Slow: Mid-Atlantic Ridge
Slow-spreading mid-ocean ridges, like the Mid-Atlantic Ridge, are broad and have a deep central rift valley. Some rifts are 6 miles (10 km) wide and 2 miles (3 km) deep. Faults are numerous and create rough topography. Cross-section of Mid-Atlantic Ridge at 37 degrees N from Macdonald (1982). Vertical exaggeration = 4x.
Active volcanic centers at slow-spreading mid-ocean ridges are discontinuous and consist of very small coalesced seamounts. Smith and Cann (1990) found a minimum of 481 seamounts along a 500 mile (800 km) segment of the Mid-Atlantic Ridge. The seamounts range from 150-1,800 feet (50-600 m) in height. Most are about 180 feet (60 m high). Smith and Cann (1992) used bathymetric data to construct this map of volcanoes on the Mid-Atlantic Ridge. Seamounts range in shape from pointy to flat-topped cones. Older volcanoes and flows shown in darker grays. Fissures not shown.
Smith and others (1997) compared seamounts and submarine hummocks and hummocky ridges along the Mid-Atlantic Ridge to the Laki fissure and associated cones in Iceland. The cone in the foreground is about 600 feet (200 m) in diameter and 90 feet (30 m) high, comparable in size to volcanic features along the Mid-Atlantic Ridge. Photo by Thor Thordarson.
Smith and Cann's detailed estimate of the number of volcanoes along the mid-ocean ridges is ten-times greater than earlier studies. Extrapolating their results for all of the North Atlantic suggests there are as many as 85 million seamounts on the ocean floor. 2.5 million of these are over 600 feet (200 m) tall. The style in which new oceanic crust is created is different at slow- and intermediate-spreading ridges, relative to fast-spreading ridges, because large numbers of small seamounts form the crust along the axis of the ridge. The amount of magma is not enough to generate the large fissure eruptions which occur at fast-spreading mid-ocean ridges like the East Pacific Rise. This cross-section from Smith and Cann (1992) shows the crustal structure of the Mid-Atlantic Ridge. The crust is made of seamounts and fissure-fed flows (area above magma chamber). Normal faults bound the edges of the ridge's inner valley. Small separate magma bodies (gray ovals) feed individual volcanoes. The solidified magma bodies make the lower oceanic crust.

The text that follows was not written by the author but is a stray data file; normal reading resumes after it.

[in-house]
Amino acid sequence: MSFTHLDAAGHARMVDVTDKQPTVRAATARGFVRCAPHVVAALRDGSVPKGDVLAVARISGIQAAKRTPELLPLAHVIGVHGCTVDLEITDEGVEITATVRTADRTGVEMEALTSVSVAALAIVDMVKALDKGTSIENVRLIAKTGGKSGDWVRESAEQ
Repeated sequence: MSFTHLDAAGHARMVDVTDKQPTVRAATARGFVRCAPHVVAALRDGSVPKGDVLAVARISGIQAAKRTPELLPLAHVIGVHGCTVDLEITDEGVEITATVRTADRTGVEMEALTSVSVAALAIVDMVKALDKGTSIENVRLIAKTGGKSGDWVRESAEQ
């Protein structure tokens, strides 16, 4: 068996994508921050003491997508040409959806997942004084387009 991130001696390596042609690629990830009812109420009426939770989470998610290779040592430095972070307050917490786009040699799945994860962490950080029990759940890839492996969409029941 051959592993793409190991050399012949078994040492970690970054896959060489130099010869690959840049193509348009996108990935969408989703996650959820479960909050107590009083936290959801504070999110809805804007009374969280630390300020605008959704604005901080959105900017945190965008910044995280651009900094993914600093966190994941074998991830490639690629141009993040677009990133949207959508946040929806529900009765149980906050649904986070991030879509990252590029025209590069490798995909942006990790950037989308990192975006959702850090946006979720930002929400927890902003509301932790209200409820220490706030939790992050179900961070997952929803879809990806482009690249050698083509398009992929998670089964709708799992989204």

Super-slow mid-ocean ridges move at rates of less than 25 mm/year and are considered to be the most common type of ridge (when measured by the length of ridge). They are found in the Southwest Indian Ridge and the Arctic. Study of this type of spreading center is only beginning because of the complicated logistics of working in the Southwest Indian Ocean (trying to work under the Arctic ice would be to expensive and extremely difficult). Researchers hope to use what they learn from super-slow mid-ocean ridges to test their models of how slow and fast mid-ocean ridges behave. The largest volume of oceanic crust is generated at the fast-spreading mid-ocean ridges. Very slow-spreading ridges, like the Southwest Indian Ridge, constitute the largest single class of mid-ocean ridges (Solomon, 1989).